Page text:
‘System continues to fail us’: Police are being shot at record numbers

Only a couple days have gone by in 2022 without a police officer shot somewhere in the United States.

Hundreds of NYPD officers lined the street outside St. Patrick's Cathedral Friday for the funeral of officer Jason Rivera. (YouTube screenshot)

Two heroic policemen were fatally wounded while responding to a domestic disturbance call last Friday in New York City.

As the officers rushed into an apartment building’s cramped hallway, a thug called Lashawn McNeil opened fire on Wilbert Mora and Jason Rivera without warning. The young men were rushed to a hospital, where 22-year-old Rivera was pronounced dead. Mora, 27, and a four-year veteran of the force, died Tuesday from his wounds. The horrific shooting was the first time two New York police officers had been killed in the line of duty since 2014.

While McNeil used a stolen weapon for cold-blooded murder, Rivera hailed from an immigrant family in a tough part of New York. He overcame obstacles to become a police officer in 2020. Mora remained on life support for four days in order to donate his organs as a final service act.

“The grief in this Department is incalculable,” Police Commissioner Keechant Sewell wrote in an email.

“We will stand, salute and shed tears, yet manage to smile as we remember him during the extremely difficult days ahead.”

Rivera’s wife spoke to a large crowd gathered at St. Patrick’s Cathedral in New York City Friday for her husband’s funeral. They were high-school sweethearts but had only been married since October.

“The system continues to fail us. We are not safe anymore,” she said. “I know you were tired of these laws, especially the ones from the new DA. I hope he’s watching you speak through me right now.”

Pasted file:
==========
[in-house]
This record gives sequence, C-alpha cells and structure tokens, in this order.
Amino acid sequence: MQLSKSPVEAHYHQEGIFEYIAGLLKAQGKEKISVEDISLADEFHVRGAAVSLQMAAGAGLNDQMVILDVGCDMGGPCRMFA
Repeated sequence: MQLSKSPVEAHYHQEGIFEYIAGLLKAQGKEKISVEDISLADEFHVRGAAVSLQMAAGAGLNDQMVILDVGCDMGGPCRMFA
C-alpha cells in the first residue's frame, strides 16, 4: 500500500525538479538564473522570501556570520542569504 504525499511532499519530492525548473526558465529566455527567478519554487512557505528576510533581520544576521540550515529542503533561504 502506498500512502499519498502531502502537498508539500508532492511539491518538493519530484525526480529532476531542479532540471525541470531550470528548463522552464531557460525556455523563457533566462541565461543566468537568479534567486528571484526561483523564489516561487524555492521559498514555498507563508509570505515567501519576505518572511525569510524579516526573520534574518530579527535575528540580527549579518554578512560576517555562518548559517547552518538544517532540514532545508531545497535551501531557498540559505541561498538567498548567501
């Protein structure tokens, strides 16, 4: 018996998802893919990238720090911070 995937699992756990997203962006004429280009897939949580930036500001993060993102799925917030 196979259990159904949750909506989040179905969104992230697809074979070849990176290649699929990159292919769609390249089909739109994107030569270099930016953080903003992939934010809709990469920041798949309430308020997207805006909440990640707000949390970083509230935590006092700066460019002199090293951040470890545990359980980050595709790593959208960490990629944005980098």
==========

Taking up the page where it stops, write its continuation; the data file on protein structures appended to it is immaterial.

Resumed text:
Five officers have already been shot in America’s largest city this year. Only a couple days have gone by in 2022 without a police officer shot somewhere in the United States. Six were shot within 48 hours this week.

As America weeps, progressive leaders play partisan politics.

New York Gov. Kathy Hochul, a Democrat thrust into leadership when embattled Andrew Cuomo resigned last year, remained tone deaf, spouting liberal claptrap that the solution to violence is to “fight the scourge of illegal guns on our streets.” (This is the same woman who recently declared racism a “public health crisis.”)

That’s delusional and insulting. Anyone with an IQ over 75 knows noxious left-wing prosecutors and misguided bail reform laws contribute to a shooting surge, as more criminals are released back onto the streets.

New York City Mayor Eric Adams says he’ll reinstate the successful plainclothes police unit, disbanded in 2020 under his rogue predecessor due to pressure from anti-police activists. The new mayor is a former police captain, and must allow the men and women in blue to crack down on criminal elements.

But if and when Antifa and BLM hooligans start burning down cities again, don’t stand back; throw arsonists and looters in police cruisers and put them behind bars.

The public agrees, even in the most liberal locales.

Defund the Police and Black Lives Matter, Inc. were soundly rejected a few months ago by Minneapolis voters, as even the state’s far left attorney general admitted the offensive slogan was misguided. The same occurred when anti-police radicals sought high office in Buffalo, Seattle, and elsewhere last fall.

With five homicides in 26 days — and shootings seemingly daily — St. Paul, however, is sadly on pace to surpass its record 38 murders set last year.

We clearly have harrowing challenges; yet safe in their elite echo chambers, most corporate media mock the serious concerns of most Americans.

That’s also a tragedy.


A.J. Kaufman
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A.J. Kaufman is an Alpha News columnist. His work has appeared in the Baltimore Sun, Florida Sun-Sentinel, Indianapolis Star, Israel National News, Orange County Register, St. Cloud Times, Star-Tribune, and across AIM Media Midwest and the Internet. Kaufman previously worked as a school teacher and military historian.